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Have you come to the Red Sea place in your life,
Where, in spite of all you can do,
There is no way out, there is no way back,
There is no other way but through?
Then wait on the Lord with a trust serene
Till the night of your fear is gone;
He will send the wind,
He will heap the floods,
When He says to your soul, “Go on.”
And His hand will lead you through—clear through–
Ere the watery walls roll down,
No foe can reach you, no wave can touch,
No mightiest sea can drown;
The tossing billows may rear their crests,
Their foam at your feet may break,
But over their bed you shall walk dry shod
In the path that your Lord will make.
In the morning watch, ‘neath the lifted cloud,
You shall see but the Lord alone,
When He leads you on from the place of the sea
To a land that you have not known;
And your fears shall pass as your foes have passed,
You shall be no more afraid;
You shall sing His praise in a better place,
A place that His hand has made.
–Annie Johnson Flint
You may recognize the name of this poet…she wrote the lyrics to the song, “He Giveth More Grace”. She was a prolific writer, whose verse sprang from pain and trial. She lost both parents before she turned 8. She later lost both of her adoptive parents when she was a young woman, and arthritis left her a helpless cripple. Because of her love for God’s word, she claimed His promise in scripture that His strength could be made perfect in her weakness. She was able to maintain a positive outlook and a sense of humor even though her disease finally made her wheelchair-bound and she had to eventually dictate all of her writings. Annie was convinced that God desired to bring glory to Himself through her, and encouragement to many through the words which sprang from her trials. This is one of the most famous:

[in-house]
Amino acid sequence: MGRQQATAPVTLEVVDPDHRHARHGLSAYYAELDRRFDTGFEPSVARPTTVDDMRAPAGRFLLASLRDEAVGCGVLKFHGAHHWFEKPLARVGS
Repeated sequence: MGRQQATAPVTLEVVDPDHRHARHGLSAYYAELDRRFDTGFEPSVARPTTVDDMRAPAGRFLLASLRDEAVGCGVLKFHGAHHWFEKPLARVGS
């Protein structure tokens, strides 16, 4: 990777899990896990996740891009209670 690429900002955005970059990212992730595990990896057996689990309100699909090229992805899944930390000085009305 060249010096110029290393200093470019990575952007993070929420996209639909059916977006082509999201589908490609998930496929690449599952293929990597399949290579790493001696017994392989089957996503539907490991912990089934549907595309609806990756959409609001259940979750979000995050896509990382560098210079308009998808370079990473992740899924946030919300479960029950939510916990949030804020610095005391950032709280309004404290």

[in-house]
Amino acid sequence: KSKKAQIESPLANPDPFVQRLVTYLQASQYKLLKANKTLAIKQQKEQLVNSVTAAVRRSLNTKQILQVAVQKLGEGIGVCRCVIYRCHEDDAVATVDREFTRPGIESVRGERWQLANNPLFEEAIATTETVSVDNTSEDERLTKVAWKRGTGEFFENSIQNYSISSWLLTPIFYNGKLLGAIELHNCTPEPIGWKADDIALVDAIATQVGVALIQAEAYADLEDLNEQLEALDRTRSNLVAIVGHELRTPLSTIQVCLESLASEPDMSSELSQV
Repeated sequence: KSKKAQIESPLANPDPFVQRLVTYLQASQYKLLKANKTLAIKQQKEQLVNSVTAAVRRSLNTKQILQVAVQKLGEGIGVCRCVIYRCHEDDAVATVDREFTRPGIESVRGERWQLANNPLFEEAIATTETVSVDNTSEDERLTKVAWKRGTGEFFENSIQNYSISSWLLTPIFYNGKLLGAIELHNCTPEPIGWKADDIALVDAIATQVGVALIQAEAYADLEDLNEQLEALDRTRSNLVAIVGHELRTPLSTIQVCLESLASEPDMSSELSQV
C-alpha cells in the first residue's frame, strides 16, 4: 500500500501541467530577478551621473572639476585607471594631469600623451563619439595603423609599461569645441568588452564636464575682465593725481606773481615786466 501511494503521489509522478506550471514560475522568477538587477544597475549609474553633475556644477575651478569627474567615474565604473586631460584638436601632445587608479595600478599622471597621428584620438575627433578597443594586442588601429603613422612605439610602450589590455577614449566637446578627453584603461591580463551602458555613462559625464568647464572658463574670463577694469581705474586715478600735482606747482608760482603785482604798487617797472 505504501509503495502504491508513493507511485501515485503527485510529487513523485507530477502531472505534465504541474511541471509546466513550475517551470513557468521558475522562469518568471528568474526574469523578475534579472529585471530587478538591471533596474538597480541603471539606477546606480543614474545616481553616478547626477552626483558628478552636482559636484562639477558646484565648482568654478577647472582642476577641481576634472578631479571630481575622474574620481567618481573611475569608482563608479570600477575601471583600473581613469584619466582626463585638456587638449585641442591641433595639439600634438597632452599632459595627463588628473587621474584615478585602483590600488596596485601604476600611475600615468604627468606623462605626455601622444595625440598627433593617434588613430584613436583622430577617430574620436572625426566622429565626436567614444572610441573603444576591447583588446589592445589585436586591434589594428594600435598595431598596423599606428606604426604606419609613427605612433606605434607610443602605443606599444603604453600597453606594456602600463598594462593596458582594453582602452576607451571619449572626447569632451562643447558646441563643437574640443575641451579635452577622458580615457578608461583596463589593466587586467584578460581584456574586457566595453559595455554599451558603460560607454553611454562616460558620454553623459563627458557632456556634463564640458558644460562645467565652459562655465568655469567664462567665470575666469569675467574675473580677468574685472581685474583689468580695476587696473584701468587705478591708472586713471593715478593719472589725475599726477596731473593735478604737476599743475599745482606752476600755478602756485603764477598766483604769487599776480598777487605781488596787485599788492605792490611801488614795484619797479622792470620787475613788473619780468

God hath not promised skies always blue,
Flower strewn pathways all our lives through;
God hath not promised sun without rain,
Joy without sorrow, peace without pain.
God hath not promised we shall not know
Toil and temptation, trouble and woe;
He hath not told us we shall not bear
Many a burden, many a care.
God hath not promised smooth roads and wide,
Swift, easy travel, needing no guide;
Never a mountain rocky and steep,
Never a river turbid and deep.
But God hath promised strength for the day,
Rest for the labor, light for the way,
Grace for the trials, help from above,
Unfailing sympathy, undying love.
I want to share one of my favorite hymn texts, one of what I call “hymns of desperate faith”. It was written by William Cowper, a prolific writer from the 1700’s. He was one of 7 children, 5 of whom did not survive infancy and his mother died when giving birth to his only surviving sibling, a brother named John. William was bullied in school. When he was a young man he was refused his beloved Theodora’s hand in marriage as her father deemed him unsuitable. Cowper attempted suicide 3 times and was institutionalized after being declared “insane”. He was eventually released under the care of a retired clergyman, and in his home he became acquainted with John Newton, who invited him to be a contributor for a hymn book he was compiling. William later had another bout with insanity…it makes me wonder if in reality he dealt with a chemical imbalance of some kind that could be easily resolved in our time. But he had no such resources, and so he suffered with bouts of deep depression all of his life. His anchor, as was true for Annie Flint…was the stabilizing truth Word of God.